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Events are a great way to educate your campus community about the importance of free speech and due process. The list below highlights some events that students have successfully organized on campuses across the country. This list is meant to serve as inspiration and is by no means exhaustive. There are countless creative ways that you can demonstrate your support for student rights on your campus!

As you browse the events, consider the specifics of your campus, your target audience, and available resources. Keep in mind that FIRE has a number of free resources—including various guides and pocket Constitutions—available to help students spread their message. Reach out to FIRE Student Network staff by emailing students@thefire.org well before your event. We are happy to send you resources that will help with your efforts!

Host a FIRE Speaker

Get students interested in free speech and student rights by hosting a FIRE speaker on campus. Check out FIRE’s Speakers Bureau for more information and to request the speaker who you think best suits your event. You can submit a request by filling out this short form. Even if you’ve never planned a campus event before, FIRE staff will walk you through the steps to make sure the event is a success.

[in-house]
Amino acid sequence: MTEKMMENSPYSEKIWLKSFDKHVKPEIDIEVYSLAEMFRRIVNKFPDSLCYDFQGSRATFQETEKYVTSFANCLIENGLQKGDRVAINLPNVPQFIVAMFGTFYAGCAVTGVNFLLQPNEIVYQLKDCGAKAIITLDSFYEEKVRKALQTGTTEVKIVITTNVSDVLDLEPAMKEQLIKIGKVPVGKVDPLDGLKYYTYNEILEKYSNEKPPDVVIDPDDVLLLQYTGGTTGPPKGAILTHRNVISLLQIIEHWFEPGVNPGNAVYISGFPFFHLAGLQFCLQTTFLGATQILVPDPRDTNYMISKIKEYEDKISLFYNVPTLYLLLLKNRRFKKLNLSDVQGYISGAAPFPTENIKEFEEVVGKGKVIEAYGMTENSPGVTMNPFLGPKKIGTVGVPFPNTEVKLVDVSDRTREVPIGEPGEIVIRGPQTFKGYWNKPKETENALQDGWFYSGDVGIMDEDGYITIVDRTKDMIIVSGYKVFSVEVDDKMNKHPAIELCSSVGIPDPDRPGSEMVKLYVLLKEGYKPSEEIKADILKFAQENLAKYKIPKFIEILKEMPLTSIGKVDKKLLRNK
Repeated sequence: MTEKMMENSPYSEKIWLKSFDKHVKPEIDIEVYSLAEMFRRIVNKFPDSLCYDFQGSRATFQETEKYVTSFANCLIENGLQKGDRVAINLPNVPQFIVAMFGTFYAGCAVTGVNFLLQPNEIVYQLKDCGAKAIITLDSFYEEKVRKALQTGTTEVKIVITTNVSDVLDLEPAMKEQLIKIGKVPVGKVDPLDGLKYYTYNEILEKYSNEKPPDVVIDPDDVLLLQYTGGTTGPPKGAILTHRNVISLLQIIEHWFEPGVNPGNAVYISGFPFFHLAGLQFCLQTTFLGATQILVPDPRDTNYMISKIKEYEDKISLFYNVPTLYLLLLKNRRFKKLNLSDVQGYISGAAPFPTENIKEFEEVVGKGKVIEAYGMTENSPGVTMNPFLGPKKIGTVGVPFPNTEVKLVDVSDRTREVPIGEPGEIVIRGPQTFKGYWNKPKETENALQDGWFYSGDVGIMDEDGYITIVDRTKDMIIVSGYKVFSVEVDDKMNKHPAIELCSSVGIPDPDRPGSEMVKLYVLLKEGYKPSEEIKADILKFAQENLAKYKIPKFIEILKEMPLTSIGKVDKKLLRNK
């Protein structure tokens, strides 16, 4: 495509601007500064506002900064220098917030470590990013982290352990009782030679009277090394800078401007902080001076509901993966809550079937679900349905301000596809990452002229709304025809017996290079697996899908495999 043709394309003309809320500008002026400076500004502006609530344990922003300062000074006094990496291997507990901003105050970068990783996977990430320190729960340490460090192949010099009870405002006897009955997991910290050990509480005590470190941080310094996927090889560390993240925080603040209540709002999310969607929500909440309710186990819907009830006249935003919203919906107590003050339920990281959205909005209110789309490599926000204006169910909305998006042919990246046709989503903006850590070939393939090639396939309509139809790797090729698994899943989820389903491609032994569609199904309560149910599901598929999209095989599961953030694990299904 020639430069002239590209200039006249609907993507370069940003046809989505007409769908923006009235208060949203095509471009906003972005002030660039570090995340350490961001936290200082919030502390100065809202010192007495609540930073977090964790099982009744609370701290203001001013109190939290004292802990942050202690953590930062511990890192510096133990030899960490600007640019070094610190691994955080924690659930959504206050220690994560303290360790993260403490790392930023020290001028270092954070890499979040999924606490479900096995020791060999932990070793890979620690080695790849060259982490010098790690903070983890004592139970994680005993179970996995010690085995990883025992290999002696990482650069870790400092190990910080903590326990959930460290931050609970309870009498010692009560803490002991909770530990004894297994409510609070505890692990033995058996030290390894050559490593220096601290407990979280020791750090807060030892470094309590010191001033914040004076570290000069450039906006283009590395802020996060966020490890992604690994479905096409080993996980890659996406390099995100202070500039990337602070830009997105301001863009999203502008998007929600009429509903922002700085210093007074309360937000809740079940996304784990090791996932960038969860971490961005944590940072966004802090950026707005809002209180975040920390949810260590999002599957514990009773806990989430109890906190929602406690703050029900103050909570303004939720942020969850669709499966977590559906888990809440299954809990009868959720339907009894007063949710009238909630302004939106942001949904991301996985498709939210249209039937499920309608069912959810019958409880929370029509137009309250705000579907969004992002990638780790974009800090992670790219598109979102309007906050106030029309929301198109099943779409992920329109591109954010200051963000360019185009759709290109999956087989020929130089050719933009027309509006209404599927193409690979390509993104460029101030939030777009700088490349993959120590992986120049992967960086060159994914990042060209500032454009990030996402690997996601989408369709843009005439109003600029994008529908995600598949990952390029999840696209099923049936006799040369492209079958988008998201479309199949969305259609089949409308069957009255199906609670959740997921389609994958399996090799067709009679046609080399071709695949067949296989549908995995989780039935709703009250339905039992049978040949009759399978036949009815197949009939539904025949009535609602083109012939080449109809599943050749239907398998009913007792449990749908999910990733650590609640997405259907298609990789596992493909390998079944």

FIRE speakers can help initiate change on campus by calling attention to university policies that threaten students’ free speech or due process rights. For example, after a FIRE lecture at the University of Virginia, FIRE worked with UVA’s dean of students and within months, the university’s restrictive speech codes were replaced and the university earned a “green light” rating from FIRE.

Free Speech Ball

To get this event “rolling” you will need a large beach ball and sharpies. Simply walk around campus and encourage students, faculty, staff, and visitors to express themselves by writing whatever they like on the ball. Remind them that they really can write what they want, and encourage participants to be creative and have fun. Handing out free pocket Constitutions or other information is a good way to boost participation while also using the interaction to educate students about their rights.